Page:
Man, indeed, was originally created the priest- king of creation, the servant of the Lord that as such had dominion over all things earthly, in whose heart all earthly things concentrated and culminated, in order from and by that heart to be consecrated unto the living God. Made after the image of God he stood in covenant relation of friendship to the Most High, a relation of a covenant of salt, indeed; in order that he might rightly know, heartily love and wholly serve the Lord His God, in all things, before all, things, through all things that were on the earth, subjected under him; that God might taste the sweetness of man’s sacrifice and devotion, and man might experience that, the loving-kindness of the Most High is better than life!

But a change was wrought.

The salt lost his savor.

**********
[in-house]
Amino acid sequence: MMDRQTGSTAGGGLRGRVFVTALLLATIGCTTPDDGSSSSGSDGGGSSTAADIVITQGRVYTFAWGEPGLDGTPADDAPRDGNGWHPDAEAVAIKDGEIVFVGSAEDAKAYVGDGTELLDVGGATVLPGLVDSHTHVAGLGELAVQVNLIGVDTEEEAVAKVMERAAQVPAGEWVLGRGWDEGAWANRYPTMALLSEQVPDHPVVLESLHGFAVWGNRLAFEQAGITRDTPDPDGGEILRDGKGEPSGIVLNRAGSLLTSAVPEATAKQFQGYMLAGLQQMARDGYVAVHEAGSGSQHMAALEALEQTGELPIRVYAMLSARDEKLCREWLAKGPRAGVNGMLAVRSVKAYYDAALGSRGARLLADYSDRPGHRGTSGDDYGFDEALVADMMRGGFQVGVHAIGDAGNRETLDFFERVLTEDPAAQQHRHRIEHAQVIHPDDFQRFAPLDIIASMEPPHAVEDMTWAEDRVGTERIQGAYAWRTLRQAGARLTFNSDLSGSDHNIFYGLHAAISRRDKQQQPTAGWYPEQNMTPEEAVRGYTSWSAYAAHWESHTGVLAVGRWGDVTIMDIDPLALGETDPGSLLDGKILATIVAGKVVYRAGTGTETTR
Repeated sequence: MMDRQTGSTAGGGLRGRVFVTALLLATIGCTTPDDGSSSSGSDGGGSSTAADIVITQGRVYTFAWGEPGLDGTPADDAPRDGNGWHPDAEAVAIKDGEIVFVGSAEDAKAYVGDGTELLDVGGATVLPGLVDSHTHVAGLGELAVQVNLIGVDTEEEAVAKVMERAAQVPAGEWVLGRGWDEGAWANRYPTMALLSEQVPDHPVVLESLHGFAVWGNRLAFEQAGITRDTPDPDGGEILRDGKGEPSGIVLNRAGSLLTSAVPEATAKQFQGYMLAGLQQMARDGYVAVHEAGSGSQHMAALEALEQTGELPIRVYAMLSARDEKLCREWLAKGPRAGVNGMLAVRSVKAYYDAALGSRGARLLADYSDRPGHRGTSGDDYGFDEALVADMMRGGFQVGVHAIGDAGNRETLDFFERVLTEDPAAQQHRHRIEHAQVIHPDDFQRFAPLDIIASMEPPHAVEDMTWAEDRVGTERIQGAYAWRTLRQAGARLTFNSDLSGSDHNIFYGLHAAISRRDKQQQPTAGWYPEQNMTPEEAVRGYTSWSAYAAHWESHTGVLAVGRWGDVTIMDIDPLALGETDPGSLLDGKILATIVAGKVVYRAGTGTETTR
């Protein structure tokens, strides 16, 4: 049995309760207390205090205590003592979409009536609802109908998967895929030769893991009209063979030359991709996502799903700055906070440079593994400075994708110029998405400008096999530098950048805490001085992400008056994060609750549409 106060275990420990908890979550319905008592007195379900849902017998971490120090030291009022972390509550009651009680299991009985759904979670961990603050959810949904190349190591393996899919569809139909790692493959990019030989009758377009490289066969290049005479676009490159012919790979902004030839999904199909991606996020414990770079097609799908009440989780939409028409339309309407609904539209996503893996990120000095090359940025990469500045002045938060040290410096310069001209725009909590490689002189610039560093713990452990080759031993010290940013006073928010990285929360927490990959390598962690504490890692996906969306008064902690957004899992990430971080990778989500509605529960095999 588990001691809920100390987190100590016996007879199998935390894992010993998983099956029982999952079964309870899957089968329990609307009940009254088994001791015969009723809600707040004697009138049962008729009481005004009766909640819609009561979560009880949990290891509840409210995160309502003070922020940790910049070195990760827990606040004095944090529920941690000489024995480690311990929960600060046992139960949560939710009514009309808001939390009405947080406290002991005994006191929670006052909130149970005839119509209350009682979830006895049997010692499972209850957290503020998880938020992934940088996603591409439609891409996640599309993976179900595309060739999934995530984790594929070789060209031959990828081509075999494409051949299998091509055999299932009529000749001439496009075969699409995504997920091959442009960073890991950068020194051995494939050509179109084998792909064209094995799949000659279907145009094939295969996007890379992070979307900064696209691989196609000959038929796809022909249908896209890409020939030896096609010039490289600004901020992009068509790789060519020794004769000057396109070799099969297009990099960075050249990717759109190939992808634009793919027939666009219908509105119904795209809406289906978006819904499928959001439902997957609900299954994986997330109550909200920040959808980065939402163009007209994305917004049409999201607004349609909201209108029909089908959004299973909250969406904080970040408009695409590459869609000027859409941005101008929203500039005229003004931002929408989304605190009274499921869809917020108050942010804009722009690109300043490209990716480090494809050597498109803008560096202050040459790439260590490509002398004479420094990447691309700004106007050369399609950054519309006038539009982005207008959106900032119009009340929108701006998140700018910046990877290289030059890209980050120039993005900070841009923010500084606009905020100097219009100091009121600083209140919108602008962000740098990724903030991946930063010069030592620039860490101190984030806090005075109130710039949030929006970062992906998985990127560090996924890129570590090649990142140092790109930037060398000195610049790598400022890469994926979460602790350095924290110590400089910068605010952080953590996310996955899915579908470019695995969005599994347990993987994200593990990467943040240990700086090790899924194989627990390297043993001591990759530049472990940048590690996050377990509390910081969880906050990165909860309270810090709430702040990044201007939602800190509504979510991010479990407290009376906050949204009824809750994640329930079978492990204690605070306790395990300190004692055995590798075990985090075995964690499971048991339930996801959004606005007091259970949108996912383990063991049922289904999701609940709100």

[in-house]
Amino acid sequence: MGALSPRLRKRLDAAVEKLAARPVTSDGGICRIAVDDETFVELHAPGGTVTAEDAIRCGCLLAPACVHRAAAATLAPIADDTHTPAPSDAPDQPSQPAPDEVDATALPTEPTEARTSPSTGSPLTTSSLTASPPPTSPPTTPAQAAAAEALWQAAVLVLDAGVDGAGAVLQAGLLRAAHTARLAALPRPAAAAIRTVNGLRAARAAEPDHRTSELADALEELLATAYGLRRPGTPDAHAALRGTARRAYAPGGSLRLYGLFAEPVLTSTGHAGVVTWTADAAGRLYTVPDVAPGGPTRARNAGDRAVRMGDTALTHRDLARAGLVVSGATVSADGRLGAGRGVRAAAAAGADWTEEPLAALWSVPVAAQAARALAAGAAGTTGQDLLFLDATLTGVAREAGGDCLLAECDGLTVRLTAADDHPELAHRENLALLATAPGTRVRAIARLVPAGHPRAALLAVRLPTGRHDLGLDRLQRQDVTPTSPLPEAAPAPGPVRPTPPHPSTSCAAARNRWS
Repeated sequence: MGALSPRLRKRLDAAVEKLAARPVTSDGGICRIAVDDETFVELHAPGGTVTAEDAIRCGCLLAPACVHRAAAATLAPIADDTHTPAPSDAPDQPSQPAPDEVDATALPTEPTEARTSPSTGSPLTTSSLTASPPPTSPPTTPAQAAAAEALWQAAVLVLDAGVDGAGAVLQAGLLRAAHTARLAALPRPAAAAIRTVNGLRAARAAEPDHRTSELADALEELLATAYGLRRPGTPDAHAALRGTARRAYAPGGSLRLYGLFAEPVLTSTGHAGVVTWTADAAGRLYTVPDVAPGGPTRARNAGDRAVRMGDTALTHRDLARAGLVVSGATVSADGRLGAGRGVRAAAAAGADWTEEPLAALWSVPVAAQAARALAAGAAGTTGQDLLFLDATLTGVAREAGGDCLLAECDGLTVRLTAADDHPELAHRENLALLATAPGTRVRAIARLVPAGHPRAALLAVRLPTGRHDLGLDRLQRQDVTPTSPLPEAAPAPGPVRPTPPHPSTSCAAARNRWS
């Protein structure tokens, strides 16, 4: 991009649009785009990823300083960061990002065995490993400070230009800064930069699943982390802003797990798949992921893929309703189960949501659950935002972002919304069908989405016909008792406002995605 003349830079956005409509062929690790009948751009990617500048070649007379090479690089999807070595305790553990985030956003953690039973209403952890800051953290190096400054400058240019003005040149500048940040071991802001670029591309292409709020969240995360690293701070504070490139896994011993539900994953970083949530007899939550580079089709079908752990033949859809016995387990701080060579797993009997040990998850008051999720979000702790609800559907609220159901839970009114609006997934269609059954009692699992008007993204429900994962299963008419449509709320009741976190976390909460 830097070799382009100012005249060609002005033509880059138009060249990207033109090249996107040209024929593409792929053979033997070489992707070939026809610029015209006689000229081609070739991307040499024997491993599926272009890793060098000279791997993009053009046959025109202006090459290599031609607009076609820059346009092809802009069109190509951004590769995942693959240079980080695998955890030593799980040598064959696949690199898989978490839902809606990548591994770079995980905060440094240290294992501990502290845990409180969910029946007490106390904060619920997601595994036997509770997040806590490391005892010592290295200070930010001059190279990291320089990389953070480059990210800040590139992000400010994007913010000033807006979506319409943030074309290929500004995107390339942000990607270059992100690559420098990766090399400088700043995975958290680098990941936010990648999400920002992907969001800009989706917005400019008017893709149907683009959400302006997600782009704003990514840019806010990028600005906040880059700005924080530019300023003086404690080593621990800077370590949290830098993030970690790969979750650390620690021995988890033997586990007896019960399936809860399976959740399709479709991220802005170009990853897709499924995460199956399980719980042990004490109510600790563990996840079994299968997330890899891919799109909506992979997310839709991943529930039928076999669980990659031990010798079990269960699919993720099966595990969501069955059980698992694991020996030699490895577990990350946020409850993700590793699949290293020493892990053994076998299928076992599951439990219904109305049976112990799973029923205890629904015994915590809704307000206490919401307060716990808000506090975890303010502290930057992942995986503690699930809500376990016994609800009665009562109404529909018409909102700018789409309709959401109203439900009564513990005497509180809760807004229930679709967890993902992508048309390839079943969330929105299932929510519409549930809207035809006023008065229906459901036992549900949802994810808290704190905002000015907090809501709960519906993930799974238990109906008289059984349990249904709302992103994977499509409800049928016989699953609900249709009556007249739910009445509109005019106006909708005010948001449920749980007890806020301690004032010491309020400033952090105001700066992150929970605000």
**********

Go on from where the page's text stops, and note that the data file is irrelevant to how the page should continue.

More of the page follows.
For, the change, was wrought in man’s heart. The servant rebelled. The friend of God became His enemy, willing slave of the devil. His light was changed to darkness, his righteousness to unrighteousness and perversion of his whole nature, his holiness into corruption. Still he stands in the midst of the earth. Still he exercises dominion. Still the earthly creature, even in its present bondage and vanity, would serve him. But no longer is he God’s priest, and no longer does he consecrate all things a sacrifice of sweet smelling savor unto the Lord. Instead he presses all the earth and its fullness into the service of the flesh, of sin and corruption and iniquity, of the lust of the flesh and the lust of the eyes and the pride of life.

Even his would-be sacrifice is an abomination unto Jehovah.

For in it the Lord does not smell the sweet smelling savor of humility and contrition, the love and fear of

God, righteousness and holiness; but rather the terrible stink of man’s pride!

Ye are the salt of the earth!

Not, indeed, of yourselves. There is no reason to boast. There is cause only for humble thanksgiving.